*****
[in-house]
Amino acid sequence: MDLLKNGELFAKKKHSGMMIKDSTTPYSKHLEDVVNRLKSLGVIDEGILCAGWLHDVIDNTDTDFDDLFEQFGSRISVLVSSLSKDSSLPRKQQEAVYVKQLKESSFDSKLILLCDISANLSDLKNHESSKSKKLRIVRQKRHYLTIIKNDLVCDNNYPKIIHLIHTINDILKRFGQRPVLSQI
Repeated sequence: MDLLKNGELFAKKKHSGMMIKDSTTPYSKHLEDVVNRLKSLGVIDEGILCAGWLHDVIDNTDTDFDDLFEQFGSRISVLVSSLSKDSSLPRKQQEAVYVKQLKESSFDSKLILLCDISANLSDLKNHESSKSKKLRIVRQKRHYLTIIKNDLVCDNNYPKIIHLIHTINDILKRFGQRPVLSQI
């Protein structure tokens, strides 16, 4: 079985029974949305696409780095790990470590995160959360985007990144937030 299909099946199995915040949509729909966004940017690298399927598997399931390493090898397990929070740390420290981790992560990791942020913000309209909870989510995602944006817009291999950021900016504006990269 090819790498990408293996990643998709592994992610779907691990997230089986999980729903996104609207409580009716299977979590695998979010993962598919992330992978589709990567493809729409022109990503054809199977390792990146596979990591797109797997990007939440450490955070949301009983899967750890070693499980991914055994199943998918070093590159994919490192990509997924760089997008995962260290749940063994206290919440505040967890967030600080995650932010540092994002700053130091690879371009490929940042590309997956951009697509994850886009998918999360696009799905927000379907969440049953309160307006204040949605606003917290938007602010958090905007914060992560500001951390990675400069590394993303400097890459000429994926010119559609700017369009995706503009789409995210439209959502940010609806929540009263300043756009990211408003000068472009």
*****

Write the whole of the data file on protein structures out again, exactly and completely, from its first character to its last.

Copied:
[in-house]
Amino acid sequence: MDLLKNGELFAKKKHSGMMIKDSTTPYSKHLEDVVNRLKSLGVIDEGILCAGWLHDVIDNTDTDFDDLFEQFGSRISVLVSSLSKDSSLPRKQQEAVYVKQLKESSFDSKLILLCDISANLSDLKNHESSKSKKLRIVRQKRHYLTIIKNDLVCDNNYPKIIHLIHTINDILKRFGQRPVLSQI
Repeated sequence: MDLLKNGELFAKKKHSGMMIKDSTTPYSKHLEDVVNRLKSLGVIDEGILCAGWLHDVIDNTDTDFDDLFEQFGSRISVLVSSLSKDSSLPRKQQEAVYVKQLKESSFDSKLILLCDISANLSDLKNHESSKSKKLRIVRQKRHYLTIIKNDLVCDNNYPKIIHLIHTINDILKRFGQRPVLSQI
């Protein structure tokens, strides 16, 4: 079985029974949305696409780095790990470590995160959360985007990144937030 299909099946199995915040949509729909966004940017690298399927598997399931390493090898397990929070740390420290981790992560990791942020913000309209909870989510995602944006817009291999950021900016504006990269 090819790498990408293996990643998709592994992610779907691990997230089986999980729903996104609207409580009716299977979590695998979010993962598919992330992978589709990567493809729409022109990503054809199977390792990146596979990591797109797997990007939440450490955070949301009983899967750890070693499980991914055994199943998918070093590159994919490192990509997924760089997008995962260290749940063994206290919440505040967890967030600080995650932010540092994002700053130091690879371009490929940042590309997956951009697509994850886009998918999360696009799905927000379907969440049953309160307006204040949605606003917290938007602010958090905007914060992560500001951390990675400069590394993303400097890459000429994926010119559609700017369009995706503009789409995210439209959502940010609806929540009263300043756009990211408003000068472009």